- DCC – Dubai Creative Clusters, otherwise known as TECOM, which includes Dubai Internet City, Dubai Media City, etc.
- KIZAD – Khalifa – Abu Dhabi Industrial Zone.
- Masdar City.
Most free zones feature primarily the following two types of free zone companies registered as Limited Liability Companies:
- Free Zone Establishment
- Free Zone Company.
The main difference between the two types is the number of shareholders and the share capital requirements.
Although free zones allow 100% foreign ownership, companies registered in free zones are not allowed to operate within the UAE. Each free zone has its own (non-criminal) laws that apply to companies located there, along with UAE Federal Laws and local laws of the relevant emirate. The DIFC is the only exception to this rule, as it has its own set of laws (other than criminal laws) which are not governed by UAE laws. Normally, each free zone allows the registration of a local company, branch, or representative office.
How to register a branch in free zones
The concept of a branch is the same as that of a branch within the UAE, a branch is an extension of the foreign parent company and therefore is not a separate legal entity and does not involve limited liability. A branch is also not required to have its own share capital. The main difference between a local UAE branch and a free zone branch is that a free zone branch is not required to appoint a National Service agent. However, the branch is limited in what it can do and develops only such activities that are relevant to the scope of its foreign parent company.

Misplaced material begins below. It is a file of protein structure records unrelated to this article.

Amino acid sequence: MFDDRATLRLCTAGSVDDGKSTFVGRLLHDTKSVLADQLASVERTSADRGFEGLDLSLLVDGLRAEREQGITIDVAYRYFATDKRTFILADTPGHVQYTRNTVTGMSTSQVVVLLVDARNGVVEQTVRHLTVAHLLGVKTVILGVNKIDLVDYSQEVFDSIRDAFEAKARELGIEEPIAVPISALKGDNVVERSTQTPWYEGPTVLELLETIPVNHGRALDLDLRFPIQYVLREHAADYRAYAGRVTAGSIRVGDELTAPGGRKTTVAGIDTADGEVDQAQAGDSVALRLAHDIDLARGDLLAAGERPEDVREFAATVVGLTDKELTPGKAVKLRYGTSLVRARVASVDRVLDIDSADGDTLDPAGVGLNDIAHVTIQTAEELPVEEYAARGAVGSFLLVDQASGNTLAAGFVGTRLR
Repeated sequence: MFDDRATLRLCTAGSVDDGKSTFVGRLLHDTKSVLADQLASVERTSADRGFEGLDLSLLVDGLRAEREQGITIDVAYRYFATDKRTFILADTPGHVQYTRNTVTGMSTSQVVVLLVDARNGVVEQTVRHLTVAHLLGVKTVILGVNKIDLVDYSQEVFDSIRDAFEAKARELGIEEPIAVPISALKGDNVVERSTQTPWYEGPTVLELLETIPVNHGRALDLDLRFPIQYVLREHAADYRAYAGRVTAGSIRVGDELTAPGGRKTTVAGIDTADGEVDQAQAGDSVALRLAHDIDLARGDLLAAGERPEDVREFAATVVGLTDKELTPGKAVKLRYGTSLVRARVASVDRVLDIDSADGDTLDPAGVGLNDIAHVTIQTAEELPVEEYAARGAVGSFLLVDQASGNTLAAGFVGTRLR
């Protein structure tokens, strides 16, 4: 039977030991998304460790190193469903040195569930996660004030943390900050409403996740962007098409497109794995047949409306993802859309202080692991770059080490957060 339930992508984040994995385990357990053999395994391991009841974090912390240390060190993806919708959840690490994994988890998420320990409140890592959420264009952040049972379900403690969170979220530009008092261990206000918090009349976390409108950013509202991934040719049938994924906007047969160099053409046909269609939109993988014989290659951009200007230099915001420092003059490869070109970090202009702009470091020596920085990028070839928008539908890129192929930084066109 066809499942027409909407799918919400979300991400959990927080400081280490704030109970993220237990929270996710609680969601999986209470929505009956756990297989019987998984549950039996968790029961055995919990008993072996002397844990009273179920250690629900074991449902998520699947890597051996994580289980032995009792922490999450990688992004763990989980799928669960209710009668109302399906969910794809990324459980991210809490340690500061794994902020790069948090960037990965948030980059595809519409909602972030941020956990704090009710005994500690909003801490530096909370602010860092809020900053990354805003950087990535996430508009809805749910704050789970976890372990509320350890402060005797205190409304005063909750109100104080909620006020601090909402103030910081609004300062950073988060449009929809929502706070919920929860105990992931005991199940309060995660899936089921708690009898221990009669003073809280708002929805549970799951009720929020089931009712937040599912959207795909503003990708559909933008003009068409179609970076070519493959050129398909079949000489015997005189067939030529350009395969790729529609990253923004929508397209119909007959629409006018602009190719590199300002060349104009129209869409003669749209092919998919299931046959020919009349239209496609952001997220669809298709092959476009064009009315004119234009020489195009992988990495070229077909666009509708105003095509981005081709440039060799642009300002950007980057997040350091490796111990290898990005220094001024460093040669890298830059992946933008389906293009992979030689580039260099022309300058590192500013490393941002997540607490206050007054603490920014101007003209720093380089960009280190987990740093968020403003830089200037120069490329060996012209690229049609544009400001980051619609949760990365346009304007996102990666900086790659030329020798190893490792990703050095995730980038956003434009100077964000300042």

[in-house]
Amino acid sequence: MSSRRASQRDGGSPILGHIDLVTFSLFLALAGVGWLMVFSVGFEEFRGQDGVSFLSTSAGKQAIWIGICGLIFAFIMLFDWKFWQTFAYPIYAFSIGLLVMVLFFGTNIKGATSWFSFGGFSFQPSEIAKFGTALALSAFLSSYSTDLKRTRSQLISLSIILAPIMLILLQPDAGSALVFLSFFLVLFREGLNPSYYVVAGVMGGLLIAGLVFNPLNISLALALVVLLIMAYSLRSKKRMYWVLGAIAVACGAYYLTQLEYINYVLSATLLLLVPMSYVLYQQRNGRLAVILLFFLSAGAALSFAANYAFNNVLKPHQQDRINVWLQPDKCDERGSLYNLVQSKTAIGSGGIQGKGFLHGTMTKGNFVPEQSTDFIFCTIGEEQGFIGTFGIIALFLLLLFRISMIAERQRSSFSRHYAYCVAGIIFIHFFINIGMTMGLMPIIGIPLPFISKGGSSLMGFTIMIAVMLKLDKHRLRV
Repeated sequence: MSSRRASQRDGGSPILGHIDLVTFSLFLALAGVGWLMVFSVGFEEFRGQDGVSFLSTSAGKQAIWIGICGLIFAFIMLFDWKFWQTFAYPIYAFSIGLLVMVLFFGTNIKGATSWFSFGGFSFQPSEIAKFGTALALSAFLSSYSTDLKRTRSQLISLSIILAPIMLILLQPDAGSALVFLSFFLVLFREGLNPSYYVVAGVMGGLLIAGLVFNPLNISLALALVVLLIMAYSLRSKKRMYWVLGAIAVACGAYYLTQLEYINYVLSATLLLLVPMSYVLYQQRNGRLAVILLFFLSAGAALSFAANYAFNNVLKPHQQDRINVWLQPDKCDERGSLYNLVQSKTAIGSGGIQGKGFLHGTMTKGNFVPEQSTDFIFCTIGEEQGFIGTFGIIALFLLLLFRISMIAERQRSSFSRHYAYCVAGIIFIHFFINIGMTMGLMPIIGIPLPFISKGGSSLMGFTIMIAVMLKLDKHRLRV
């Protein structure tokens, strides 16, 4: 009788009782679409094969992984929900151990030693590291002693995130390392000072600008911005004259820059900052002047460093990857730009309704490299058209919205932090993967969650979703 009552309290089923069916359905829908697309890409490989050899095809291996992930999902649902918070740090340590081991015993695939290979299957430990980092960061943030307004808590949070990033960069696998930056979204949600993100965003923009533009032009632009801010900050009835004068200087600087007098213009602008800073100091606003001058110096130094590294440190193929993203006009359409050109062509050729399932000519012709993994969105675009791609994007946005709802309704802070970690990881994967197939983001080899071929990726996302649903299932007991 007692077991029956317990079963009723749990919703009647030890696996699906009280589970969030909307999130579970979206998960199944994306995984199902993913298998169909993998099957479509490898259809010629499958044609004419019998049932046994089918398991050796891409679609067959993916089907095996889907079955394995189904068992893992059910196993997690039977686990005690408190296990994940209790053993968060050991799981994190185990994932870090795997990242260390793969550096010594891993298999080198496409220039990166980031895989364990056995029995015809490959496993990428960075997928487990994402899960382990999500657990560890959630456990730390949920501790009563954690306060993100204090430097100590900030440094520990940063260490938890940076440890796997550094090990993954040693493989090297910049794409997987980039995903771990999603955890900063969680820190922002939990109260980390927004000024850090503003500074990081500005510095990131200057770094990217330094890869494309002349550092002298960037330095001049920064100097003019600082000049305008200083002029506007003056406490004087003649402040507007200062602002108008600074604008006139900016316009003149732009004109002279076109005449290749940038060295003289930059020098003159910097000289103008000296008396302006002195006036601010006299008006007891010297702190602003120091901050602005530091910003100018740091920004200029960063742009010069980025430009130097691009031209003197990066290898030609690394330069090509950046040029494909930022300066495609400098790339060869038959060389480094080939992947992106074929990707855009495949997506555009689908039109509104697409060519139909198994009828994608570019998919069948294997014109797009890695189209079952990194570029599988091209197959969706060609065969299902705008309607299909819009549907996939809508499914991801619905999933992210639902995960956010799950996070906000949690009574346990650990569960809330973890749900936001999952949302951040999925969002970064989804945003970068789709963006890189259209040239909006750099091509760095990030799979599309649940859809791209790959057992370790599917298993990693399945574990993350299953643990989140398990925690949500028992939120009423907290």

The main restriction on free zone enterprises (a Limited Liability Company or a branch company) is that they are forbidden to ‘do business’ outside this particular free zone area. However, free zone businesses are allowed to trade freely in their respective free zone and outside the UAE. In order to attract customers within the UAE (i.e. outside the free zone area), a free zone enterprise may interact with a local distributor/agent (who is properly licensed) or may open their own local LLC or branch within the UAE.
How to open an offshore company in the UAE / International business company?